I attended college in central PA in the 70's, it was this white-bread bubble in the middle of Menonite/PA Dutch country. My friends and I stumbled upon a Menonite carpenter in the ba ck woods who made his own furniture. No lights, a gas powered generator to run a couple tools. Most of the work was done by hand. His specialty was cedar. I bought a full sized hand made cedar chest from him.....for 60 dollars. He had a full size amoire that he was selling for 110 dollars. We still have the cedar chest today and it's still in great shape. Talk about craftsmanship...

lime said...

margee, it's really something isn't it?

furiousball, for a daily double?

mona, glad you enjoyed. what little indian art i have seen is astonishing in is complexity and beauty

hypersonic, lucky to be aware of it too, fewer and fewer people know about these things

s, she has some lovely work

cooper, craftmanship indeed! you stumbled onto a treasure there!

Keyser Soze said...

Geshundheit.

Nice post. Your interview questions are up. This cranky alcoholic answers.

Charles said...

I love the paper cutting, but the calligraphy just looks way too busy. I'm the kind who thinks that art should leave something to the observer's imagination, though.

Paul Champagne said...

I've seen both types but never knew what they were called ... mostly because I never asked.

jillie said...

My pain meds have kicked in and I've read this post 3 times and I keep staring at the computer. Time to nap and THEN I'll come back to read...pffft!

Maddy said...

Hmm. I had to pop across and check what is going on. Being the technically advanced blogger that I most surely am, I subscribed to your blog on my google feed reader, and yet......no posts?

Now I am here and you have posted! I think I'm sinking back down the technological ladder again = square one.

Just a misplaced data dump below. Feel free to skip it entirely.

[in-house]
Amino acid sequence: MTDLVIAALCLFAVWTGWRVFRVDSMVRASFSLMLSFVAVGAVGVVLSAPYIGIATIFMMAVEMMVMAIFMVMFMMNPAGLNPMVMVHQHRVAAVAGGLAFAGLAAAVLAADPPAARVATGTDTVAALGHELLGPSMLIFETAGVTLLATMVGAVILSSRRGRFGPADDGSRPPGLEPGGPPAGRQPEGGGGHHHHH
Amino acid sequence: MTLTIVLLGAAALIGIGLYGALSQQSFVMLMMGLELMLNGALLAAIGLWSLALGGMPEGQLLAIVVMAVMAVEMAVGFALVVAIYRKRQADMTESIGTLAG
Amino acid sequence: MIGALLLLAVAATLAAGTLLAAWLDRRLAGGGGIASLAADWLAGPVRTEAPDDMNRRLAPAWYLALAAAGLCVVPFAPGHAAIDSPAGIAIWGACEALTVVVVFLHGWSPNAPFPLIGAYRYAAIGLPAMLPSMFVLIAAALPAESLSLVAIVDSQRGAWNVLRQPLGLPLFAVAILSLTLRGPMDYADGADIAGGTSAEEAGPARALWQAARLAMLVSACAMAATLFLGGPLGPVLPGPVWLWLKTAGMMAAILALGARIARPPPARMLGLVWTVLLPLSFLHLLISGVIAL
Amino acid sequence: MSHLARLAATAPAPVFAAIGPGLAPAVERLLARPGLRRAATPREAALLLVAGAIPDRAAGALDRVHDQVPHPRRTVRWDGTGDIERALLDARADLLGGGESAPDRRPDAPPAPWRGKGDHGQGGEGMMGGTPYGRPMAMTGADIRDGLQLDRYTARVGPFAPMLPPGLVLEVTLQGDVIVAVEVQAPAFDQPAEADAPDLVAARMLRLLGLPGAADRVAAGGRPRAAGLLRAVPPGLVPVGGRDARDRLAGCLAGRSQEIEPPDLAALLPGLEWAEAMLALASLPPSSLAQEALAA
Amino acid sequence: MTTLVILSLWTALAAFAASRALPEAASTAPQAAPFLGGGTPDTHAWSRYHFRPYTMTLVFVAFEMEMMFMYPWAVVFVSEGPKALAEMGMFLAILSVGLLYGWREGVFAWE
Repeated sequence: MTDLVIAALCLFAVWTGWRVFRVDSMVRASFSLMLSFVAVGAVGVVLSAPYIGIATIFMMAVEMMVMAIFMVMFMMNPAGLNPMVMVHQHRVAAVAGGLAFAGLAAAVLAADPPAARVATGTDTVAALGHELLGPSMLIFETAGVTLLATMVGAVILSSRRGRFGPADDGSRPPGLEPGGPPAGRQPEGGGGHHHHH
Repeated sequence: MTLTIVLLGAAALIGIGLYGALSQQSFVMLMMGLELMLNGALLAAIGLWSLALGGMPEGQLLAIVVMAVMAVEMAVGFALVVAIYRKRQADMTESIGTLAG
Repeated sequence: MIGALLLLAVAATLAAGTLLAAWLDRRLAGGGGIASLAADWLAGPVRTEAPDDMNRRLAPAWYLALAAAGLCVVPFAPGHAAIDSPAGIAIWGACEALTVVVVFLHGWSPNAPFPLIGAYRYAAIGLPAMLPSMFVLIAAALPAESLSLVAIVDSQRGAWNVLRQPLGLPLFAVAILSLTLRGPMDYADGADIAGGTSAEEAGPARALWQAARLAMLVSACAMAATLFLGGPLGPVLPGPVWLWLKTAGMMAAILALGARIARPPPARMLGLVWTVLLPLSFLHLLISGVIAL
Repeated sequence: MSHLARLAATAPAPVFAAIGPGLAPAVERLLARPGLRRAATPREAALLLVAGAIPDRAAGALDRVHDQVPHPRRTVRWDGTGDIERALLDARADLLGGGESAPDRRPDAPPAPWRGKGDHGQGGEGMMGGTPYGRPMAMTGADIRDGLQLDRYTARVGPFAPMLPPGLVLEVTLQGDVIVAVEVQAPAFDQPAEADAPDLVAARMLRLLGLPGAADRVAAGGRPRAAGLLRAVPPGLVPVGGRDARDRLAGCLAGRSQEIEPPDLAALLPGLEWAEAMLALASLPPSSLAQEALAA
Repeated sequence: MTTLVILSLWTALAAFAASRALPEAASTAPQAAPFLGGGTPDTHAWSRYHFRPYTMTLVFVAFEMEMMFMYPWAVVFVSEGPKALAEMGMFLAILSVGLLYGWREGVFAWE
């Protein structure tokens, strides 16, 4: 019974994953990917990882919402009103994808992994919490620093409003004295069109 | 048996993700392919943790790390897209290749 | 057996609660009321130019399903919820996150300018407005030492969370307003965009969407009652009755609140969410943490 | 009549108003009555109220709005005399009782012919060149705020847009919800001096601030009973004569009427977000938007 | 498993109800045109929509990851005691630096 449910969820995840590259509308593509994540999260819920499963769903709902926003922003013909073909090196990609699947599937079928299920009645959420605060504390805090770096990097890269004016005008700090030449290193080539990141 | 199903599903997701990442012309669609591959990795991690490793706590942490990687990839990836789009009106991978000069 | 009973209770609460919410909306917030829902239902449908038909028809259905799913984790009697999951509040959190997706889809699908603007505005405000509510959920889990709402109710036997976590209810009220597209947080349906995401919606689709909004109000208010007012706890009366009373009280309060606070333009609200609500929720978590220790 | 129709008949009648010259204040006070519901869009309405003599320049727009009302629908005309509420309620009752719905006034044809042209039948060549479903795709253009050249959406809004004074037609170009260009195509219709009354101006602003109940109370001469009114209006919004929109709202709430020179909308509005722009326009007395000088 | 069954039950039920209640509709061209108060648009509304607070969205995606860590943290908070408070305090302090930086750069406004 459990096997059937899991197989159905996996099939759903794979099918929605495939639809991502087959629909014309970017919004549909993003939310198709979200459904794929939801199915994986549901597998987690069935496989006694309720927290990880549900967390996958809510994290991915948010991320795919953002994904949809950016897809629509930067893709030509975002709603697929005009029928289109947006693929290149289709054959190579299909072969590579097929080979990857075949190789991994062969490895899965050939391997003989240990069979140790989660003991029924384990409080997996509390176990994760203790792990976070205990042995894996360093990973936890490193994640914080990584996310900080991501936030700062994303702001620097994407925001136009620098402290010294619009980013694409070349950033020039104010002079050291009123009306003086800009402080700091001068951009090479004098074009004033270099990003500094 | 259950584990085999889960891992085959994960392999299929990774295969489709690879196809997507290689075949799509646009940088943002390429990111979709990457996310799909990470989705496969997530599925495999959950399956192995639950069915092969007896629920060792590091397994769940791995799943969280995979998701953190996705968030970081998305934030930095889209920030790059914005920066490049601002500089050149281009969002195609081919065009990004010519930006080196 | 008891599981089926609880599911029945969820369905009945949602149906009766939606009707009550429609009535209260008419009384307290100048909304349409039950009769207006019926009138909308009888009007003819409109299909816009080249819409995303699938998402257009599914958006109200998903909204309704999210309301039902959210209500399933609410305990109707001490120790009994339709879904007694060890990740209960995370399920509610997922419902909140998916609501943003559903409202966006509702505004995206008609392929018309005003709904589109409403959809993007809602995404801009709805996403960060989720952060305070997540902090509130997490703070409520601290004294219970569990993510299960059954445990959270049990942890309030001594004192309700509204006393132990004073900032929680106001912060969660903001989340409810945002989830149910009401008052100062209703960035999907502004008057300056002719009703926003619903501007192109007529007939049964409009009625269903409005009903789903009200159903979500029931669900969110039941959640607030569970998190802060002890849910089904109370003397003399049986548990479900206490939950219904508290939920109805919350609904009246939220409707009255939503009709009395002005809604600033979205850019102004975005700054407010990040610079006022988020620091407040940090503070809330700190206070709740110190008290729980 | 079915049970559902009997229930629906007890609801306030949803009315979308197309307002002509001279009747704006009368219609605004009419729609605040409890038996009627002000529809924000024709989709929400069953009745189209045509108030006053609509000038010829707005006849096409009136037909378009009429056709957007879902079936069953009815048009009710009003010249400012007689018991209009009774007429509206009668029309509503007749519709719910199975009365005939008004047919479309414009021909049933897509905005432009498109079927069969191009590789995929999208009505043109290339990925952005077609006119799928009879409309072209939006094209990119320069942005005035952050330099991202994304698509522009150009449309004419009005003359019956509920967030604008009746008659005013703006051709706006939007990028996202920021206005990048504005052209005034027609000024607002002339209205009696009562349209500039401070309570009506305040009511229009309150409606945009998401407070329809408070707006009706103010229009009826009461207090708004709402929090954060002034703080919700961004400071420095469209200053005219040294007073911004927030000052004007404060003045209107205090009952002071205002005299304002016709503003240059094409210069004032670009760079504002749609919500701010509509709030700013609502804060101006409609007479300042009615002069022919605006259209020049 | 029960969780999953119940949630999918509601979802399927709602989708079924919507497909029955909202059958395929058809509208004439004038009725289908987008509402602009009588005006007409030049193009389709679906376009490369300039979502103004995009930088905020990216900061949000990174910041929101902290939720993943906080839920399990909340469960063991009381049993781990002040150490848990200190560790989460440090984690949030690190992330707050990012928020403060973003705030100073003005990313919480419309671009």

Love the symmetry, love calligraphy, love illuminated scripts, so that would be a ten out of ten!
Cheers

This is my calling card or link"Whittereronautism"until blogger comments get themselves sorted out.

Real Live Lesbian said...

Wow....those fraktur...I don't know how to use it in a sentence. Is it a noun or verb?

Gorgeous stuff. The definition of art in my opinion.

Beach Bum said...

Absolutely amazing, I can't even begin to imagine the patience needed for such work. Thanks again for sharing some fantastic culture.

Seamus said...

My mom learned Fraktur and did all of our birth certificates - very intricate and very elaborate. They are truly treasures. :)

Sheri said...

I adore Scherenschnitte. I think it's so delicate and beautiful. I've tried doing it but I lose my patience too quickly.

I lvoe how your blog is so informative!

Moosekahl said...

That red heart image is beautiful. Thanks for sharing and edumucating all of us :)

Dorky Dad said...

Geshundheit. HAAAAAHAHAHAHAHAHAHA!! Oh, that's hilarious! Get it? See, you told me not to say "geshundheit" and I did it anyway! I bet you never expected THAT in a comment!

I kill me.

Jocelyn said...

I can draw stick people.

Lacquer, Semi-Gloss Lacquer said...

...germans rocque...

(hiya katzie.)

-E

Theresa said...

I met a woman in Holland once who did those sort of paper cuttings, and it was an amazing thing to watch.

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Stop by my place and pick up a special award I have waiting for you there.